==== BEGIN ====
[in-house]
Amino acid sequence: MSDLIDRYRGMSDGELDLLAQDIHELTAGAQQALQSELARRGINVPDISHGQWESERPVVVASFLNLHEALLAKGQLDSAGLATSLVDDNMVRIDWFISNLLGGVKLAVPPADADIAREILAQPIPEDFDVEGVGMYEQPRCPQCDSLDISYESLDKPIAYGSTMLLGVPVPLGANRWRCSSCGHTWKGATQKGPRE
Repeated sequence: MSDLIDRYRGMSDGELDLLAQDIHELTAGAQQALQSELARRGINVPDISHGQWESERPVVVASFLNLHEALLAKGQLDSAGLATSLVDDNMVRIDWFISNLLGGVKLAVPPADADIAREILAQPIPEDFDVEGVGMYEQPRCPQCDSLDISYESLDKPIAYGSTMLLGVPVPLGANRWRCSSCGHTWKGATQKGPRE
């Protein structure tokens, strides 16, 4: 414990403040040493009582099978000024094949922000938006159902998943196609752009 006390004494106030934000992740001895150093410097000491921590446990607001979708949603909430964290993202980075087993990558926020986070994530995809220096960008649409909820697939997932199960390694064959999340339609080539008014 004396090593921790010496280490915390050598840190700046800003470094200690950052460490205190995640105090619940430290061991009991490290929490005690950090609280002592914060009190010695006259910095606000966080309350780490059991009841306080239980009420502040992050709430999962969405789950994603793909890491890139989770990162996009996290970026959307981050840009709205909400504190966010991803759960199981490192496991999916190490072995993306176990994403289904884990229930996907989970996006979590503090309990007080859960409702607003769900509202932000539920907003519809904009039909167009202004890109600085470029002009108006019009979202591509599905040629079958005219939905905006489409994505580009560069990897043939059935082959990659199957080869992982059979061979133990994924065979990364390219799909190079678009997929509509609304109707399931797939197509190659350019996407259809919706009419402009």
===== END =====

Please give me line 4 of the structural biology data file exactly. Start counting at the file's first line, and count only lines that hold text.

């Protein structure tokens, strides 16, 4: 414990403040040493009582099978000024094949922000938006159902998943196609752009 006390004494106030934000992740001895150093410097000491921590446990607001979708949603909430964290993202980075087993990558926020986070994530995809220096960008649409909820697939997932199960390694064959999340339609080539008014 004396090593921790010496280490915390050598840190700046800003470094200690950052460490205190995640105090619940430290061991009991490290929490005690950090609280002592914060009190010695006259910095606000966080309350780490059991009841306080239980009420502040992050709430999962969405789950994603793909890491890139989770990162996009996290970026959307981050840009709205909400504190966010991803759960199981490192496991999916190490072995993306176990994403289904884990229930996907989970996006979590503090309990007080859960409702607003769900509202932000539920907003519809904009039909167009202004890109600085470029002009108006019009979202591509599905040629079958005219939905905006489409994505580009560069990897043939059935082959990659199957080869992982059979061979133990994924065979990364390219799909190079678009997929509509609304109707399931797939197509190659350019996407259809919706009419402009």